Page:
Sunday, November 15, 2009

A hunt for another loose diamond

Here’s another short snippet of another diamond hunt that was pretty unorthodox:
This was another engagement project that was a little unique in that D, the female, approached me telling me that C, her boyfriend, and her were shopping together for a loose diamond.

They had done extensive personal research on their own and were pretty clear about what they wanted. Their criteria was as follows:

a) A round brilliant;
b) Diameter at least 6.3mm and above;
c) White, with no tinge of yellow;
d) Eye-clean
e) Maximum brilliance: triple Excellent (where Cut, Symmetry and Polish are all graded with the highest demarcation, “excellent”).

They gave me a certain budget and told me to max out the carat weight (or more accurately, the diameter of the stone). We shortlisted a series of 11 stones that fulfilled all the criteria above, all with tiny little differences: 0.95 ct vs. 1.01 ct; G vs. H colour; GIA vs. IGI; a hearts & arrow one vs. a non-hearts & arrow one.

It took about a week of consultations with family members and more research in Singapore before we decided on the one diamond. The excitement was compounded by the fact that it was a global database of diamonds that saw some of the diamonds being shortlisted by other clients in various parts of the world. This meant that there was a possibility that any one of these stones could suddenly become unavailable with every passing minute. Eventually, after conversations over MSN almost every night, eventually settled on a H colour, VS2 clarity, 3Ex, 6.6mm diameter with slight florescence.

It was a relatively unorthodox choice again:
a) D had people telling her that H colour was potentially teetered on the edge of yellow but she had seen a considerable number of H colour stones and found them white so she went for that.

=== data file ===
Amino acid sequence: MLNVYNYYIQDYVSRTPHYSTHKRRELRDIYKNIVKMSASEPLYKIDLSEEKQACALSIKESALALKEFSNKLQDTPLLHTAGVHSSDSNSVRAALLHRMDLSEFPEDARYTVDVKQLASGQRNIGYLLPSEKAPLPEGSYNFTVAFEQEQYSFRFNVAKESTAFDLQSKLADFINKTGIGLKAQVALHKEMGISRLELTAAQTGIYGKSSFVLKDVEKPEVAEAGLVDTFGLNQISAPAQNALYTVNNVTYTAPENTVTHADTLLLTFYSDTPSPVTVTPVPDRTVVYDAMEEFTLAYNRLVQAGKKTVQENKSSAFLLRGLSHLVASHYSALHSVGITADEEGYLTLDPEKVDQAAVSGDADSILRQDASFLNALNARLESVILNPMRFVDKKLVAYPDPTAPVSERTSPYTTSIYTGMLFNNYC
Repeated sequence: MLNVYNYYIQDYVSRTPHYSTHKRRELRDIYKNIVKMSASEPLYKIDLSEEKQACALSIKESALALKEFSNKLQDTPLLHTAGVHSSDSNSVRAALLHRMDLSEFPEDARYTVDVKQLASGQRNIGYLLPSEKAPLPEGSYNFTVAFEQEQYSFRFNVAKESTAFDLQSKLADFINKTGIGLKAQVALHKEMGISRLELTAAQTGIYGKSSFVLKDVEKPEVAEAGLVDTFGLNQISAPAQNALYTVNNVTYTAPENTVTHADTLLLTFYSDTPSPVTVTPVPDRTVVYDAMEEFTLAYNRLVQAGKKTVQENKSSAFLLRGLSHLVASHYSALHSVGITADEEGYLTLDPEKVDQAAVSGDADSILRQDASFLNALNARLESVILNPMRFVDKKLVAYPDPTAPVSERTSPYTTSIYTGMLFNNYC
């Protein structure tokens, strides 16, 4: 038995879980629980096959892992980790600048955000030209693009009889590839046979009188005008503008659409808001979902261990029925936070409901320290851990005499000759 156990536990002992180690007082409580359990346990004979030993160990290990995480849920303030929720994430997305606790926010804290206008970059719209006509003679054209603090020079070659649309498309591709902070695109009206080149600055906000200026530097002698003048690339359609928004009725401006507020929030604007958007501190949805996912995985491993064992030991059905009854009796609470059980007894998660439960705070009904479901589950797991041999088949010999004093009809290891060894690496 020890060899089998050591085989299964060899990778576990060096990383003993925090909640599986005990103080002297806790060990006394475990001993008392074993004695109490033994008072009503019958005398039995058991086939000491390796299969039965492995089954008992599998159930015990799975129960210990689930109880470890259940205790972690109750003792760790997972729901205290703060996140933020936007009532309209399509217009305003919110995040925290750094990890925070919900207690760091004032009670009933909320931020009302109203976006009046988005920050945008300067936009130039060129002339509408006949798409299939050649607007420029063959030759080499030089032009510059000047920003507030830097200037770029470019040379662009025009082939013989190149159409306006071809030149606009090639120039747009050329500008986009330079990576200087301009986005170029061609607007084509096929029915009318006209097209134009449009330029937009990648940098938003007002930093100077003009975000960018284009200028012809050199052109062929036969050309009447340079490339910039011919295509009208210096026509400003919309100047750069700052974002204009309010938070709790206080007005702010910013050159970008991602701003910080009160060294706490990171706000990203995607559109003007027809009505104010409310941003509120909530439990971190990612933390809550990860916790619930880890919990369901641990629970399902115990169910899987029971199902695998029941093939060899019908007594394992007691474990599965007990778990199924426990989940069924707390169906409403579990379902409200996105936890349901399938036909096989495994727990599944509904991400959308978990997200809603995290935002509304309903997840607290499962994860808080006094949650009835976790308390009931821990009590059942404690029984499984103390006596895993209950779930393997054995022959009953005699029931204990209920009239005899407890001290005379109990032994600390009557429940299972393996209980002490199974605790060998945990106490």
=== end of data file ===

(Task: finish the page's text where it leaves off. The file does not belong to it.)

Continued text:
b) Slight fluorescence which was a big no-no for the more orthodox brokers and collectors but again, she assessed that it didn’t matter.
c) The lab certification was IGI Antwerp, going against orthodox Singaporean recommendations that the stone should come from GIA. (D and I discussed this extensively, and we have our own thoughts on why there seems to be such a strong push toward GIA amongst local diamond brokers in Singapore. I’ll be happy to share it if you contact me personally.)
d) And the best thing of all was that the diameter – a 6.6mm – was a huge bonus for a 1.01 ct. Most 1.01 ct, triple excellents are typically cut a lot deeper which results in a smaller diameter than 6.6mm. To ensure that the fire of the stone was indeed in the “excellent” range despite it slightly shallow cut, we checked the Halloway Cut Advisor and the stone was classified in the “ideal brilliance” category.

When the stone arrived, we were all supremely chuffed. Completely white with not a tinge of yellow, huge and best of all, the fire was seemingly unparalleled, living up to its triple excellent promise. (It can't be captured with my abysmal photography skills though).

1 comment:

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